Had the pleasure of doing a wonderful solo concert in upstate NY two nights ago, and it was a really rewarding and incredible experience. There were so many fans there, and many who wanted to stay after and talk and get autographs. A good number of folks there tune in to my Gibson lessons online, and of course, many knew of me through my albums and other exploits!
The show was unusual in the sense that I started it up with an all-acoustic solo set, took a break and then had an all-electric set with my friend John Previti joining me on bass. John is an incredible musician who I first met when he played with Danny Gatton, and when he then played on the cut “Tequila” that Danny and I did on my Toolin’Around cd. We also then played on Conan O’Brien together in 1994 when we played that same song….the clip of that is on YouTube, if you’d like to check it out!
I was afraid that the first set, the all-acoustic one went so well, that the second all-electric set would be a letdown. Well, this time, I was certainly proven wrong, as the electric set was incredibly successful. This was mainly due to the addition of John on bass, and the fact that the audience loved the interaction we had. The best part of that was that the interaction was so spontaneous we even surprised ourselves! I gave John lots of solos, and he did a great job with all of them, and of course, it sure challenged my sense of time, as I had to keep some really good time, occasionally throwing in a “jab” or two here and there, as he was taking his wonderful solos.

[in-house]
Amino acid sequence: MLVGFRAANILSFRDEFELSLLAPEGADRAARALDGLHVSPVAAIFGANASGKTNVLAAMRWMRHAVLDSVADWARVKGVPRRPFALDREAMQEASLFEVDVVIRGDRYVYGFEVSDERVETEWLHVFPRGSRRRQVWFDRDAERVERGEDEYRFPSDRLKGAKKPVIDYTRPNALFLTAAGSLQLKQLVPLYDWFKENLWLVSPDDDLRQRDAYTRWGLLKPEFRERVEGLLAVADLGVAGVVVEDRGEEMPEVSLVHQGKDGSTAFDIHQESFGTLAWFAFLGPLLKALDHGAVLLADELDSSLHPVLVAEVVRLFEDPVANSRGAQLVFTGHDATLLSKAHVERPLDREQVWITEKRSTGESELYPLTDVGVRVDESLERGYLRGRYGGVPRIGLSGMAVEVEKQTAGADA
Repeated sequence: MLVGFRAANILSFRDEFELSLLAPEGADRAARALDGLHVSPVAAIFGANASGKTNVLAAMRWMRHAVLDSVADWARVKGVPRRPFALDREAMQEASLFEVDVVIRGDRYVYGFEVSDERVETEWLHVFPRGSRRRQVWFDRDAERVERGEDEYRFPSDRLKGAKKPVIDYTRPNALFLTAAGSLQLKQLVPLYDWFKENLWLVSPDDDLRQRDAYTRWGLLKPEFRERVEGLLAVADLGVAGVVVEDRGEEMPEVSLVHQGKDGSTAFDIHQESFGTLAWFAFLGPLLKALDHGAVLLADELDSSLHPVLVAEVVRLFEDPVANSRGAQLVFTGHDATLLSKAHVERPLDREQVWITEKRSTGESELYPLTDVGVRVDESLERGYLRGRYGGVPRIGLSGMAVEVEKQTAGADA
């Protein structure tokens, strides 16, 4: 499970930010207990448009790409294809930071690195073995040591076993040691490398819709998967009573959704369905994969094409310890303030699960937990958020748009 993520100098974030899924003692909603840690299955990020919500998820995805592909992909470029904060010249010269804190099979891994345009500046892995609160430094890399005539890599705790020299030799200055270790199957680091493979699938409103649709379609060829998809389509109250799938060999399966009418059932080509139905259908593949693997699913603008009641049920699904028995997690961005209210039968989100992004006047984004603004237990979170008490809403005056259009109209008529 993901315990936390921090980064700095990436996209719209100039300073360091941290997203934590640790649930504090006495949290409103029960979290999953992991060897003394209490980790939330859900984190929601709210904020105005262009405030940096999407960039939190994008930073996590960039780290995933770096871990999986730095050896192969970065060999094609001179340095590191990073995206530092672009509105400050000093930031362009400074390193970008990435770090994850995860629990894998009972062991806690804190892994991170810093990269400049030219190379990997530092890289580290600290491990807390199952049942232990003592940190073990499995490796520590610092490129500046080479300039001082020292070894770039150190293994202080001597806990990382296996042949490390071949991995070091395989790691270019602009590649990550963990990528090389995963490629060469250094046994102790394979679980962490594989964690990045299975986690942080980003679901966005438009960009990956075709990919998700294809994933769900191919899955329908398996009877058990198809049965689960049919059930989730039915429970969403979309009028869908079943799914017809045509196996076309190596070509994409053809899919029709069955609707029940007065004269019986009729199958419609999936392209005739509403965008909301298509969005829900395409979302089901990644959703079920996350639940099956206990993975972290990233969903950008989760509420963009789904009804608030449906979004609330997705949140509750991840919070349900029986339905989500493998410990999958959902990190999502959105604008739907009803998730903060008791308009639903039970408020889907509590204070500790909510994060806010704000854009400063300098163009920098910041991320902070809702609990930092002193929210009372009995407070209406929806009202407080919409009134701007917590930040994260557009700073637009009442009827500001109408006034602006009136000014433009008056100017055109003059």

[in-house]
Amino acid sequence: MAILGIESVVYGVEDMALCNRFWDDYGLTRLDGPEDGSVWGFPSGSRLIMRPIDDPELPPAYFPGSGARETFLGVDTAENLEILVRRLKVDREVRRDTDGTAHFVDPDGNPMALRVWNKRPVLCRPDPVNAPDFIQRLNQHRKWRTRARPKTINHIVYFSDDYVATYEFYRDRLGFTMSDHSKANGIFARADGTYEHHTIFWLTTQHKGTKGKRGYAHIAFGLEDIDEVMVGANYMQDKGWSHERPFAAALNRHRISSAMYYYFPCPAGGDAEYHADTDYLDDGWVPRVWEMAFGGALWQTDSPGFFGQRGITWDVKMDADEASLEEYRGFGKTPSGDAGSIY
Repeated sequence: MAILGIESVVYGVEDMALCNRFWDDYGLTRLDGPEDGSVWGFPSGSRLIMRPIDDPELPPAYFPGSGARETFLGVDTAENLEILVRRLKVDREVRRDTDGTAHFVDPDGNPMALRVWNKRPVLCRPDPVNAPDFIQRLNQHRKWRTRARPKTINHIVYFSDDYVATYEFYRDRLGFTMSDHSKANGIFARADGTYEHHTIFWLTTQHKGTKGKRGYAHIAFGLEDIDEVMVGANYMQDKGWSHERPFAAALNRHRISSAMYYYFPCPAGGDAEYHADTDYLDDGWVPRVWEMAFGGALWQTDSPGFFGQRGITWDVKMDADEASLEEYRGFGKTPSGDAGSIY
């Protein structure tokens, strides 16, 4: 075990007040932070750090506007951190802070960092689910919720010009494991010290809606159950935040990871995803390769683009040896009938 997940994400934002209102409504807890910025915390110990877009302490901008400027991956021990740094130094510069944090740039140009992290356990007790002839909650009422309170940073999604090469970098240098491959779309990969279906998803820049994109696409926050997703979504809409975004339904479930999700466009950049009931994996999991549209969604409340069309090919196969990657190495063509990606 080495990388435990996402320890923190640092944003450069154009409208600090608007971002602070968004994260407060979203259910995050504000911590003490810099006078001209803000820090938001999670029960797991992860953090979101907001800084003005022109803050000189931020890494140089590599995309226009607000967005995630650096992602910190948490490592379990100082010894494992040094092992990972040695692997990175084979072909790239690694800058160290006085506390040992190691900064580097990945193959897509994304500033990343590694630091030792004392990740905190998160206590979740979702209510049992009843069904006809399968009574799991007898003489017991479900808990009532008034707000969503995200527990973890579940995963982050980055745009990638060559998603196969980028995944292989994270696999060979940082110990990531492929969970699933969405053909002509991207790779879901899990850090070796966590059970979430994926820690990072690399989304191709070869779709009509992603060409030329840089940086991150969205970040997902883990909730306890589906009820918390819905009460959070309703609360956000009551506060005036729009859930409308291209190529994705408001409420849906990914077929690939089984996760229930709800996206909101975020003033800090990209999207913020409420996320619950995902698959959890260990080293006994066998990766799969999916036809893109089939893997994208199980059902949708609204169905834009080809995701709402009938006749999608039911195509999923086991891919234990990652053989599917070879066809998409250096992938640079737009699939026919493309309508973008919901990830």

I guess what I took away most from this experience is just how important for me and the audience it is to have a good variety to the show. After all, we’d all like to show our best sides when we play, and sometimes we just happen to be multi-faceted, as I am. Even given all that, I still wasn’t able to show my true lead guitar side, as I didn’t have a full-band setup to work over. I sure missed my drummer and second guitarist, but what I learned by playing solo and with my bass player alone was something I’d never want to replace for anything!
So, I certainly would recommend for you to try this approach to live playing as much as possible in a solo or smaller group context. It’s so great to not have to rely on other players all the time, and it gives you an amazing new-found freedom when it comes to the sheer “space” you have to work with, both rhythmically and sonically. It’s also so wonderful to interact with another excellent musician such as I had the opportunity to do, and that’s a great way to rely on the compatibility of another great musician!